Federal authorities raid Gemcoin, a digital currency company accused of fraud
Federal authorities have raided the offices of Gemcoin, a digital currency company based in Arcadia that’s accused of bilking about $32 million from Chinese and U.S. investors.
The raid on Tuesday, in which authorities removed computers and boxes of evidence and locked the doors of the firm, comes on the heels of a Securities and Exchange Commission complaint filed in federal court last week that accused company founder Steve Chen of running a pyramid scheme.
The complaint said thousands of investors were lured with false claims about Gemcoin, which was purportedly backed by large holdings in Dominican amber mines.
On Monday, the SEC also obtained a court order to freeze the assets of 48 bank accounts associated with Chen and 13 companies he controls, including USFIA, the company promoting Gemcoin.
Earlier this month, according to the filing, Chen attempted to wire $7.5 million out of USFIA’s account at Bank of America to a Chinese bank after he was interviewed by the Arcadia Police Department about a separate case involving alleged death threats against disgruntled Gemcoin investors.
USFIA, which was repeatedly endorsed by Arcadia City Councilman John Wuo, is under investigation by the FBI, according to documents reviewed by The Times.
Wuo has denied any association with the company despite appearing on multiple promotional brochures and in YouTube videos in which he calls Gemcoin a “breakthrough in finance.”
Wuo, who is also listed as a partner in a separate entity that shares a business address with USFIA, was not named in the complaint.
Arcadia residents have called for his resignation, and some community groups are gathering signatures for a possible recall effort. Wuo did not respond to requests for comment.
The SEC is accusing Chen and USFIA of committing securities fraud, selling illegal and unregistered securities and misleading investors and misusing their money. USFIA and Gemcoin are “nothing more than a pyramid scheme,” where the only revenue comes from recruiting new investors, according to the complaint.
On promotional videos, websites, presentations and brochures in multiple languages, Gemcoin is represented as a virtual currency that is an improvement on Bitcoin. Some websites claim that the value of Gemcoins have increased by more than 500% since the currency was issued.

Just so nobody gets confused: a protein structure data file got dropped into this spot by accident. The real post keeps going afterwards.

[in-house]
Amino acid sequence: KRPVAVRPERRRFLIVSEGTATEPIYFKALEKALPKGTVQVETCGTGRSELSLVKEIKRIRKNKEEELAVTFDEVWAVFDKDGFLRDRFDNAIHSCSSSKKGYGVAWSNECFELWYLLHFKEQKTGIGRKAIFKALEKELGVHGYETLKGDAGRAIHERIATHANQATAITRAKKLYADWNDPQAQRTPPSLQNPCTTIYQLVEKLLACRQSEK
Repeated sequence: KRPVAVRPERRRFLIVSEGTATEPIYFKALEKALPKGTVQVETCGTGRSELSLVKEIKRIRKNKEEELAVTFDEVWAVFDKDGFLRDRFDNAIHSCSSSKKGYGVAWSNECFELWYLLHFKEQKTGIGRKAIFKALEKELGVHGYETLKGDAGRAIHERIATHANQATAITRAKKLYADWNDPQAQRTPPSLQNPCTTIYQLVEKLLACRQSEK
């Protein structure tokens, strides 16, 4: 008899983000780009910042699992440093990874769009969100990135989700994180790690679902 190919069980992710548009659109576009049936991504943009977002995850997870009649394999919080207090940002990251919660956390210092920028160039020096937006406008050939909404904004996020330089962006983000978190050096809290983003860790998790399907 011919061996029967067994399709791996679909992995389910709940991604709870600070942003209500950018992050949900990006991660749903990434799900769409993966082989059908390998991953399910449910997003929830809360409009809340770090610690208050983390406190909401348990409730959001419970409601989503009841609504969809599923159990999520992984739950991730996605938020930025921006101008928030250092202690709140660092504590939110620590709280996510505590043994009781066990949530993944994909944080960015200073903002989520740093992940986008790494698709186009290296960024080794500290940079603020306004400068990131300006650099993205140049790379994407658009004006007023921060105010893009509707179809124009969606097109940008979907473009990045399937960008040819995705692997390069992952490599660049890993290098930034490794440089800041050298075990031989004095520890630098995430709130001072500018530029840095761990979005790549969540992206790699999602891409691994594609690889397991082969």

USFIA has raised about $32 million from investors since 2013, according to the complaint. Nearly $19 million of that came from foreign investors, with $5.7 million coming from checks mostly issued by domestic investors, it said.
The company’s bank accounts show no apparent revenue over that period, the complaint said. Instead, recorded transactions show large withdrawals to purchase luxury automobiles, entertainment and travel, as well as several transactions with various companies controlled by Chen.
Chen and the promotional materials his companies created made “outlandish statements” to encourage investors to buy Gemcoins and burnish Chen’ s business and political credentials, the complaint said.
Chen claimed he was a founder of China Unicom, a state-owned Chinese telecommunications company, as well as an undersecretary to a high-ranking Communist Party official. USFIA planned to open 3,000 coffee shops within three years, and said it owned 70% of the Dominican Republic’s amber mines and held $50 billion in assets worldwide.
Chen and others acting on his behalf also claimed that the U.S. government had already purchased 70% of the Gemcoins in circulation, according to the complaint. USFIA promotional materials guaranteed a 6,400% profit and claimed it was impossible for Gemcoin investors to lose money.
The assets of Chen and the 13 companies named as defendants have been placed under the control of a court-appointed receiver.
A group of disgruntled investors are planning to file a civil suit against Chen and USFIA sometime next week, said Long Liu, their attorney.
“The raid was a big first step,” Liu said.
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